When he graduated from Town Higher Secondary School in 1904, Ramanujan was awarded the K. Ranganatha Rao prize for mathematics by the school's headmaster, Krishnaswami Iyer. Iyer introduced Ramanujan as an outstanding student who deserved scores higher than the maximum. He received a scholarship to study at Government Arts College, Kumbakonam, but was so intent on mathematics that he could not focus on any other subjects and failed most of them, losing his scholarship in the process. In August 1905, Ramanujan ran away from home, heading towards Visakhapatnam, and stayed in Rajahmundry for about a month. He later enrolled at Pachaiyappa's College in Madras. There he passed in mathematics, choosing only to attempt questions that appealed to him and leaving the rest unanswered, but performed poorly in other subjects, such as English, physiology and Sanskrit. Ramanujan failed his Fellow of Arts exam in December 1906 and again a year later. Without a FA degree, he left college and continued to pursue independent research in mathematics, living in extreme poverty and often on the brink of starvation.
On 14 July 1909, Ramanujan married Janaki (Janakiammal) (21 March 1899 – 13 April 1994), a girl whom his mother had selected for him a year earlier and who was ten years old when they married. It was not unusual for marriages to be arranged with girls. She came from Rajendram, a village close to Marudur (Karur district) Railway Station. Ramanujan's father did not participate in the marriage ceremony. As was Common at that time, Janaki Ammal continued to stay at her maternal home for three years after marriage till she attained puberty. In 1912, she and Ramanujan's mother joined Ramanujan in Madras.
In late 1910, Ramanujan was sick again. He feared for his health, and told his friend R. Radakrishna Iyer to "hand [his notebooks] over to Professor Singaravelu Mudaliar [the mathematics professor at Pachaiyappa's College] or to the British professor Edward B. Ross, of the Madras Christian College." After Ramanujan recovered and retrieved his notebooks from Iyer, he took a train from Kumbakonam to Villupuram, a city under French control. In 1912, Ramanujan moved to a house in Saiva Muthaiah Mudali street, George Town, Madras with his wife and mother where they lived for a few months. In May 1913, upon securing a research position at Madras University, Ramanujan moved with his family to Triplicane.
In his 17-page paper, "Some Properties of Bernoulli's Numbers" (1911), Ramanujan gave three proofs, two corollaries and three conjectures. Ramanujan's writing initially had many flaws. As Journal Editor M. T. Narayana Iyengar noted:
In a letter dated 9 February 1912, Ramanujan wrote:
On 8 February 1913, Hardy wrote Ramanujan a letter expressing his interest in his work, adding that it was "essential that I should see proofs of some of your assertions". Before his letter arrived in Madras during the third week of February, Hardy contacted the Indian Office to plan for Ramanujan's trip to Cambridge. Secretary Arthur Davies of the Advisory Committee for Indian Students met with Ramanujan to discuss the overseas trip. In accordance with his Brahmin upbringing, Ramanujan refused to leave his country to "go to a foreign land". Meanwhile, he sent Hardy a letter packed with theorems, writing, "I have found a friend in you who views my labour sympathetically."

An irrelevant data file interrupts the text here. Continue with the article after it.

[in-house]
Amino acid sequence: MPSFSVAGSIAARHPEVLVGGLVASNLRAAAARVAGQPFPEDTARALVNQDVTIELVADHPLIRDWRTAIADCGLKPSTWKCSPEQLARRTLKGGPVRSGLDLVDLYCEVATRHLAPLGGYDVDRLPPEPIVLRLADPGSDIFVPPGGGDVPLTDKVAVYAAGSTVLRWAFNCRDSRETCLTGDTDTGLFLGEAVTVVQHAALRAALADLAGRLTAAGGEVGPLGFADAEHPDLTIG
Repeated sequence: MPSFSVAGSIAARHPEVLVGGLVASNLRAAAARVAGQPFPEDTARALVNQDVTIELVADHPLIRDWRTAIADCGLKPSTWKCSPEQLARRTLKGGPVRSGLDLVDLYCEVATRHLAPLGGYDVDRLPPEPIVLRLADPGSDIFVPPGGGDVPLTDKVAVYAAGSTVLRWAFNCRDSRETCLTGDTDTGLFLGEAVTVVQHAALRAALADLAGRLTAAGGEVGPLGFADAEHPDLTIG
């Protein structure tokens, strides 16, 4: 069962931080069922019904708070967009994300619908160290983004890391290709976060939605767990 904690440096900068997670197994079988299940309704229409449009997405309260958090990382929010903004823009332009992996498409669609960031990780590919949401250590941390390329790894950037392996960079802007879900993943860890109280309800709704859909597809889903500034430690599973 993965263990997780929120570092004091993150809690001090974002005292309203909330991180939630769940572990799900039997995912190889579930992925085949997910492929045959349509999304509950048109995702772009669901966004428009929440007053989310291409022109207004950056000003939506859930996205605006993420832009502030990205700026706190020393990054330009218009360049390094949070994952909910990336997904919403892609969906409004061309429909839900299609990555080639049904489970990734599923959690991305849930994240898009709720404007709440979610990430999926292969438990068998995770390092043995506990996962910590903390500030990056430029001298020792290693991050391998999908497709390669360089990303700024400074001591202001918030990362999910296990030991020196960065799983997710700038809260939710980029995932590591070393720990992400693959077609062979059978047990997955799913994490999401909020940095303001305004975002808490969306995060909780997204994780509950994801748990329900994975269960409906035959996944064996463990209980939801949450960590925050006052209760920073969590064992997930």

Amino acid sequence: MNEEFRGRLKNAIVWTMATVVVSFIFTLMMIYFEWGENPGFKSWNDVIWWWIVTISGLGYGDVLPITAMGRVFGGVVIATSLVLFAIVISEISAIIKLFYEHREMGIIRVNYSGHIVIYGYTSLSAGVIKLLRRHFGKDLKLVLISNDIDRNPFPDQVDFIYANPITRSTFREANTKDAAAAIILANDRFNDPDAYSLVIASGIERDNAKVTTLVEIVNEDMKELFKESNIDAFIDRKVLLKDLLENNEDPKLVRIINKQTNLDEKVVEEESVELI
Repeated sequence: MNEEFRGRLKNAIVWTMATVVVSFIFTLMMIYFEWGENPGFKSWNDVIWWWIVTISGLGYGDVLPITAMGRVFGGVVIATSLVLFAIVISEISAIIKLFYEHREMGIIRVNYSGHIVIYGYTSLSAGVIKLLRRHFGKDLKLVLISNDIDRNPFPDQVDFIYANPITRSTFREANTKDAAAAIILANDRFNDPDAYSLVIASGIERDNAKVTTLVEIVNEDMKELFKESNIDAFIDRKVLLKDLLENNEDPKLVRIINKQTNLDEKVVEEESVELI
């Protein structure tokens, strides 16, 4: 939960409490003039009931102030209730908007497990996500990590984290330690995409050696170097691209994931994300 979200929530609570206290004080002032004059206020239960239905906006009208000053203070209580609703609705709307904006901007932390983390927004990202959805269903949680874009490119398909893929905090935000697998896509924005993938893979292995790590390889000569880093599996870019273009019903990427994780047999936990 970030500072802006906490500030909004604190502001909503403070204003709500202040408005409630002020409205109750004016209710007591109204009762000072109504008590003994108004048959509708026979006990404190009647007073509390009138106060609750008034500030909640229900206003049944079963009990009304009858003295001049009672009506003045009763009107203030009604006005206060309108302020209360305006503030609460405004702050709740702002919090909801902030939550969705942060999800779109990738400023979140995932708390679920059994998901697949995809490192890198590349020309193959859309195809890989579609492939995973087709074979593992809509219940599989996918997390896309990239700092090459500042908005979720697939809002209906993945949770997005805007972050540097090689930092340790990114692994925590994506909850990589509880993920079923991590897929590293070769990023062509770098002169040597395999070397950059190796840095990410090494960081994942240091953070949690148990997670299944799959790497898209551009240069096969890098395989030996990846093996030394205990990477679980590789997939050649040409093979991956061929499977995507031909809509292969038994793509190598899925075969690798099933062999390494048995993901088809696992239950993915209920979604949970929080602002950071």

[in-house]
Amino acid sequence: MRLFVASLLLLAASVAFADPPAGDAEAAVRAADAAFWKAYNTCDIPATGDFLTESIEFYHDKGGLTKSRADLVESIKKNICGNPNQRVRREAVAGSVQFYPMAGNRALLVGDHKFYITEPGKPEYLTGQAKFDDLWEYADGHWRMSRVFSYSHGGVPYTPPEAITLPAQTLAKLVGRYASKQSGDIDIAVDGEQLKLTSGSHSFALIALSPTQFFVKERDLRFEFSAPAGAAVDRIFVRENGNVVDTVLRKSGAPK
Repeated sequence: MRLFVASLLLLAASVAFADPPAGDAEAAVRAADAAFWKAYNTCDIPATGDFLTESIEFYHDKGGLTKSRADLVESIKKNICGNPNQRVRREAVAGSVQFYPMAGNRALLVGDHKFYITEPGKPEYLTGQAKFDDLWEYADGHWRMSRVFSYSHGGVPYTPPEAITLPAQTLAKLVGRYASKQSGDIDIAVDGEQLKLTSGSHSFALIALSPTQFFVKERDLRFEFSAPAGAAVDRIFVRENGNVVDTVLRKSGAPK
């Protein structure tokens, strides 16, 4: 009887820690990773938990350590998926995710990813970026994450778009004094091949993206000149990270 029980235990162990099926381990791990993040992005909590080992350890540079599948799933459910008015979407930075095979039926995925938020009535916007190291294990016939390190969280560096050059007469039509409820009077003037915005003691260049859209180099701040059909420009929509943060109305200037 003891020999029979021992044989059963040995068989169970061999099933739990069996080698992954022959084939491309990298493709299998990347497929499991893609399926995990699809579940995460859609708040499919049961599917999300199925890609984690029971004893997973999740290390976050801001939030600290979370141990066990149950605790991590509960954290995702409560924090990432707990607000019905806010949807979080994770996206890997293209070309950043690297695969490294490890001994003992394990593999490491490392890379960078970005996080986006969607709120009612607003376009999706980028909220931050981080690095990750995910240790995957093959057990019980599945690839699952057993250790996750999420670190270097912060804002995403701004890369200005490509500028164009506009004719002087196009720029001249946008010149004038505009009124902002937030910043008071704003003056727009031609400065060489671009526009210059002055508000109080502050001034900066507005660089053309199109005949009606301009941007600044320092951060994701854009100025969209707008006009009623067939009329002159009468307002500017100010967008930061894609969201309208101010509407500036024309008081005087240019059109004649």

Throughout his life, Ramanujan was plagued by health problems. His health worsened in England; possibly he was also less resilient due to the difficulty of keeping to the strict dietary requirements of his religion in England and wartime rationing during 1914–1918. He was diagnosed with tuberculosis and a severe vitamin deficiency at the time, and was confined to a sanatorium. In 1919 he returned to Kumbakonam, Madras Presidency, and soon thereafter, in 1920, died at the age of 32. After his death, his brother Tirunarayanan chronicled Ramanujan's remaining handwritten notes consisting of formulae on singular moduli, hypergeometric series and continued fractions and compiled them.
In his book Scientific Edge, the Physicist Jayant Narlikar spoke of "Srinivasa Ramanujan, discovered by the Cambridge Mathematician Hardy, whose great mathematical findings were beginning to be appreciated from 1915 to 1919. His achievements were to be fully understood much later, well after his untimely death in 1920. For Example, his work on the highly composite numbers (numbers with a large number of factors) started a whole new line of investigations in the theory of such numbers."
Ramanujan was awarded a Bachelor of Science degree by research (this degree was later renamed PhD) in March 1916 for his work on highly composite numbers, the first part of which was published as a paper in the Proceedings of the London Mathematical Society. The paper was more than 50 pages and proved various properties of such numbers. Hardy remarked that it was one of the most unusual papers seen in mathematical research at that time and that Ramanujan showed extraordinary ingenuity in handling it. On 6 December 1917, he was elected to the London Mathematical Society. In 1918 he was elected a Fellow of the Royal Society, the second Indian admitted to the Royal Society, following Ardaseer Cursetjee in 1841. At age 31 Ramanujan was one of the youngest Fellows in the history of the Royal Society. He was elected "for his investigation in Elliptic functions and the Theory of Numbers." On 13 October 1918, he was the first Indian to be elected a Fellow of Trinity College, Cambridge.